To. Hebrew: "in the most strong holds, with," &c. (Haydock) --- He built a fortress near the temple, styled Maoz, (Ezechiel xxiv. 25.) on account of its strength. (Calmet) --- Glory. He shall bestow honours, riches, and lands, upon them that shall worship his god. (Challoner) --- He will entrust the strong places to them.
Fight. Epiphanes made war on Egypt, till the Romans forced him to desist. The prophet explains his preceding attempts, to which he only alluded. (ver. 29, 30.)
Land; Egypt, or rather Judea. (Calmet) --- Ammon. He will not divide his forces. (St. Jerome)
Ethiopia. Hebrew: "the Lubim and Cushim shall be at his steps." Theodot. reads, "in their fortresses." He had troops form these nations, or Egypt was guarded by them.
North. Judas continued victorious. Armenia (Calmet) and Parthia rebelled. (Tacit. [Tacitus?] v. 8.) --- Many. Epiphanes left three generals and half his army to destroy the Jews. (Calmet)
Apadno. Some take it for the proper name of a place; others, from the Hebrew translate it, his palace. (Challoner) --- He fixed his royal tent between the Mediterranean and the Dead Sea. (Worthington) ---Porphyrius explains this of the march beyond the Euphrates, which St. Jerome does not disapprove. Apadno may denote Mesopotamia, which is styled Padan Aram. --- Glorious. Hebrew: Zebi, (Calmet) or Tsebi, (Haydock) may allude to Mount Taba, where the king perished, without help. (1 Machabees vi. 11. and 2 Machabees ix. 9.) St. Jerome and many others explain all this of antichrist, and no doubt he was prefigured. The like events will probably take place again towards the end of the world. But as the particulars cannot be ascertained, we have adhered to the history of Antiochus. (Calmet)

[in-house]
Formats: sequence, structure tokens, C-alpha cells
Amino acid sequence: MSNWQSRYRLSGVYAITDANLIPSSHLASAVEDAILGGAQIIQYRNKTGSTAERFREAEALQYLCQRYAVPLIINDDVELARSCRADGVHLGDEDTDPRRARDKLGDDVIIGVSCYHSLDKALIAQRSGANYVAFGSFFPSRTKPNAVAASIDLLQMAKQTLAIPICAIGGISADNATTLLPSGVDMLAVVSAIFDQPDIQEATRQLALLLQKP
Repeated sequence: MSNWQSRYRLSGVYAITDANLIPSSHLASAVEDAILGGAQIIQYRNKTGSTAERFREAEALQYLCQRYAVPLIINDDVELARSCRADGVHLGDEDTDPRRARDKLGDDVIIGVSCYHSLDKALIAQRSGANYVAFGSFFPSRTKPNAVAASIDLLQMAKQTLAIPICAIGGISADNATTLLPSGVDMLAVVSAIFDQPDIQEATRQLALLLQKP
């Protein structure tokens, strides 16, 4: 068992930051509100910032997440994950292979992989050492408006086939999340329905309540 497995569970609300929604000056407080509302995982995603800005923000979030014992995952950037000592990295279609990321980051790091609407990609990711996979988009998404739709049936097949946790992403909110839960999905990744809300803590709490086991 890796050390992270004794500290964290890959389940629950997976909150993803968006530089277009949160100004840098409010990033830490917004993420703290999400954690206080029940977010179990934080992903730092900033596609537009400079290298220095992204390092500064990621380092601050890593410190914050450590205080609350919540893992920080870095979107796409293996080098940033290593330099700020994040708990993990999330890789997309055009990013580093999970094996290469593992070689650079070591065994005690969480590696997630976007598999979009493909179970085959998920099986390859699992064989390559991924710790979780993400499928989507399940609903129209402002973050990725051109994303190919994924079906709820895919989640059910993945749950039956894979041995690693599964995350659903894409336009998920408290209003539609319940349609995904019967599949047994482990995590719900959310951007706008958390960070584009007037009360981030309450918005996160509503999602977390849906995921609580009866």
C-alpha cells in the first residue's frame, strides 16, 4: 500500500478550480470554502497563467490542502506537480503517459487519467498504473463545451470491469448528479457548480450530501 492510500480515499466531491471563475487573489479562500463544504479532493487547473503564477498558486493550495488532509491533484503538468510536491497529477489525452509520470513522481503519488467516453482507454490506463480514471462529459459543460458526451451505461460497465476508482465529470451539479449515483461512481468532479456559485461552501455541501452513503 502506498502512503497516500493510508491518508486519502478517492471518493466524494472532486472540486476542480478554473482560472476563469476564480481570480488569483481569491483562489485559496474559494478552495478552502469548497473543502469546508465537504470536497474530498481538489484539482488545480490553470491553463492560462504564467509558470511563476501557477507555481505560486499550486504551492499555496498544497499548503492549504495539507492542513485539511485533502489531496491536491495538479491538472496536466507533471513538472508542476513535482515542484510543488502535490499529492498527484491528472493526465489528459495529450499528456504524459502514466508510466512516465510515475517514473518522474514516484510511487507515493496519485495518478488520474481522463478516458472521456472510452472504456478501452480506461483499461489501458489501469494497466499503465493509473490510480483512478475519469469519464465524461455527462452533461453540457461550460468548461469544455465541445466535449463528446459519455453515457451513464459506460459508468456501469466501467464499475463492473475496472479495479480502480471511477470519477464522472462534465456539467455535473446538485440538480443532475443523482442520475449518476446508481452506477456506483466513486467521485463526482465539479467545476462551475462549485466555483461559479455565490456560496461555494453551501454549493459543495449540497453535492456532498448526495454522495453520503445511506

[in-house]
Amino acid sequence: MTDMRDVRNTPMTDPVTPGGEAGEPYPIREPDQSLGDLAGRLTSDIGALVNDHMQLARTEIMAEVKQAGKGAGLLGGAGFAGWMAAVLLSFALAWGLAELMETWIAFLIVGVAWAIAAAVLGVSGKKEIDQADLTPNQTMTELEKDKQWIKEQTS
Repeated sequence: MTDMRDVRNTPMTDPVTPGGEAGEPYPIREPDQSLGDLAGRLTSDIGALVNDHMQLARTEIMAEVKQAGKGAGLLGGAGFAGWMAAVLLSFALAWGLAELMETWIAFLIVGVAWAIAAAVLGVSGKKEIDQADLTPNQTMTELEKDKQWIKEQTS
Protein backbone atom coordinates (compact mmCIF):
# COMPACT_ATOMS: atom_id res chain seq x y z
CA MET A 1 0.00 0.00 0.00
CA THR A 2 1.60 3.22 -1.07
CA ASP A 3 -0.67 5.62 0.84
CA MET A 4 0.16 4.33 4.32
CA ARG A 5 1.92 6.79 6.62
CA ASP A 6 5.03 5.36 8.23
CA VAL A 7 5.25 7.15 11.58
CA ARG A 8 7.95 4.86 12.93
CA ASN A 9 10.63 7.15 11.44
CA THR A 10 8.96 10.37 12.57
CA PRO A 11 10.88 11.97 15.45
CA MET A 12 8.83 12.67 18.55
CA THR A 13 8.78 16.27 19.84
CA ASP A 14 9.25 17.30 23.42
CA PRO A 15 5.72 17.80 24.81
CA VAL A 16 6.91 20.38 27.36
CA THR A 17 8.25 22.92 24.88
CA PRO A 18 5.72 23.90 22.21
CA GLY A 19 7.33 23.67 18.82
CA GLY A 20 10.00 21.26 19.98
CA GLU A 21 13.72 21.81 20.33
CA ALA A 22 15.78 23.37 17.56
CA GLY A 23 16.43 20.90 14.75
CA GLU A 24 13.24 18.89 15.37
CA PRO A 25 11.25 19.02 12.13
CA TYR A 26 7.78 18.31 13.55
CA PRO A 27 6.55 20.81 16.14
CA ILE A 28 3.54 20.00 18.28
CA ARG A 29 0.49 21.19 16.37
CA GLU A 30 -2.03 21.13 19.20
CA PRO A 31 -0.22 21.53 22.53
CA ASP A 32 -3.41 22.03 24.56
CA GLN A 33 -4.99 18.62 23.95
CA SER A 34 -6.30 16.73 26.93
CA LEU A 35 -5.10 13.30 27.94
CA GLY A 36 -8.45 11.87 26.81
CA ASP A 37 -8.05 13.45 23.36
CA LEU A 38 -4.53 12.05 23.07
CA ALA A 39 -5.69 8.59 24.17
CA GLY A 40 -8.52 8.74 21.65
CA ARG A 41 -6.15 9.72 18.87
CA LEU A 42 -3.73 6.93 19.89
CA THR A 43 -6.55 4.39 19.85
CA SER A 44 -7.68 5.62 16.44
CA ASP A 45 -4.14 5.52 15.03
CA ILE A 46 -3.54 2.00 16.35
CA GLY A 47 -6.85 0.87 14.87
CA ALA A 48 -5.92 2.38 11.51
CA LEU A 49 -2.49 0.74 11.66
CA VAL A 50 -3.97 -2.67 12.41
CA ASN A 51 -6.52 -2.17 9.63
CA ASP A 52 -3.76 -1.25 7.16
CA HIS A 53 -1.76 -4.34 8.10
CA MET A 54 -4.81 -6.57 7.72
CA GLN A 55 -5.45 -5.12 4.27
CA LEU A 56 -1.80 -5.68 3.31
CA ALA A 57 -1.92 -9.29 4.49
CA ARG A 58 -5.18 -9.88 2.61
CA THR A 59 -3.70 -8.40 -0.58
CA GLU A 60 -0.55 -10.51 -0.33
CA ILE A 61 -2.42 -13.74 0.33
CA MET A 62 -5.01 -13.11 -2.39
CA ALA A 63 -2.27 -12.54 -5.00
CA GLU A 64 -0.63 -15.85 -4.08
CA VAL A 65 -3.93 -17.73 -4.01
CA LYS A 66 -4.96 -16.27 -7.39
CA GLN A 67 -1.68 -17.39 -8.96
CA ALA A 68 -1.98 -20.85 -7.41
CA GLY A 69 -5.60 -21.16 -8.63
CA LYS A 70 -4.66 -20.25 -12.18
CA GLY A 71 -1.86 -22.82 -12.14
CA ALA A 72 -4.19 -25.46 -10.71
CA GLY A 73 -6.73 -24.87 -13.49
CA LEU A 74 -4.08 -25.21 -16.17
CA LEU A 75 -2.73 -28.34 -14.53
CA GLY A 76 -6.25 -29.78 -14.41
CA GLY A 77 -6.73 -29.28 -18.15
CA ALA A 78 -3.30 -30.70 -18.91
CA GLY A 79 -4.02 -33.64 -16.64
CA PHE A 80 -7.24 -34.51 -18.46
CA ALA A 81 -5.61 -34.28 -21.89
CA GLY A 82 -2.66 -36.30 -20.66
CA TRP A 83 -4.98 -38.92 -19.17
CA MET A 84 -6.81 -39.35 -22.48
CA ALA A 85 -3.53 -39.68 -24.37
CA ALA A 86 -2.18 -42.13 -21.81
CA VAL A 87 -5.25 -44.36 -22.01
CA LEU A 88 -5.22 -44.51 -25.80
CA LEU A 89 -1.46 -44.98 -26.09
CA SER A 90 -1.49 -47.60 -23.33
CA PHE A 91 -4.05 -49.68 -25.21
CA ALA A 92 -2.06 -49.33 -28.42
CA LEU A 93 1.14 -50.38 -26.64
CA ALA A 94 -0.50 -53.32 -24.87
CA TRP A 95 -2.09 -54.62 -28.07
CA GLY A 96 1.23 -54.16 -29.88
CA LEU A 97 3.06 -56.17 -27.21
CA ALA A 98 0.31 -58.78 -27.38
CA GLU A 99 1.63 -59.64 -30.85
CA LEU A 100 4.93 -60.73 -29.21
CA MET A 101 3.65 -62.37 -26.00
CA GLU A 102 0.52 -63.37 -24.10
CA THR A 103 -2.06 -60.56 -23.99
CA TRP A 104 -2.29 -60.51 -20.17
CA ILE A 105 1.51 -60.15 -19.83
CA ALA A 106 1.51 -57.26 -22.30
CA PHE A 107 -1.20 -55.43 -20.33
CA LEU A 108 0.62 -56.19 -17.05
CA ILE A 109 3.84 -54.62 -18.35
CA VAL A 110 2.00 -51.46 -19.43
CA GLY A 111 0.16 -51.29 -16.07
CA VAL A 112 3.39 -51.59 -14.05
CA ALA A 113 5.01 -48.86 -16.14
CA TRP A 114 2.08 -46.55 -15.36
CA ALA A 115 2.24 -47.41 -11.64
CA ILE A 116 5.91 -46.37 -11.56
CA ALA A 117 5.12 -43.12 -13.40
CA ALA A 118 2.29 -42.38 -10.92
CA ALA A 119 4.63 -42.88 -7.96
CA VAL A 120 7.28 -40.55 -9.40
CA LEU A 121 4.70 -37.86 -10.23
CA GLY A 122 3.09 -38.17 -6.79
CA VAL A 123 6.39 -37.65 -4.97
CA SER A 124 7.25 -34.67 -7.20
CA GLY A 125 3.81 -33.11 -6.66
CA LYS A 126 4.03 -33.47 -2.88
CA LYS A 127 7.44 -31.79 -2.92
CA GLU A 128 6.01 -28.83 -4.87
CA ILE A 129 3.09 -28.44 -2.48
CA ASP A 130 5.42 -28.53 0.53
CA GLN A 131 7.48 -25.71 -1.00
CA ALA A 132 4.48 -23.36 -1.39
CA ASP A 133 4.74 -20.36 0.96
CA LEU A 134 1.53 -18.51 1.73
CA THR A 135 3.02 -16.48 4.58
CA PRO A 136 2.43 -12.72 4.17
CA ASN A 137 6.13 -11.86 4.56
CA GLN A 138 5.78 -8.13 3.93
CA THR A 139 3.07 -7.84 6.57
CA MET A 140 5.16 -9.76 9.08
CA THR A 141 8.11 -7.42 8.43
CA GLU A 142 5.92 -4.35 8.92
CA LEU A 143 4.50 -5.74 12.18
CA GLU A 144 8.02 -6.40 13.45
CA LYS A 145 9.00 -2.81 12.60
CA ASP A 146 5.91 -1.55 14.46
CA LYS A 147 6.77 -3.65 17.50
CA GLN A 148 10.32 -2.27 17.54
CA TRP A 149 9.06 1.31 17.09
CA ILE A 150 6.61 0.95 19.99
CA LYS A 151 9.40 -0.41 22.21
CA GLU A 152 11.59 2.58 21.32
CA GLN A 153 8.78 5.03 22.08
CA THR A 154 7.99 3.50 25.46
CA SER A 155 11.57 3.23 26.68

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Haydock, George Leo. "Commentary on Daniel 11". "Haydock's Catholic Bible Commentary". https://www.studylight.org/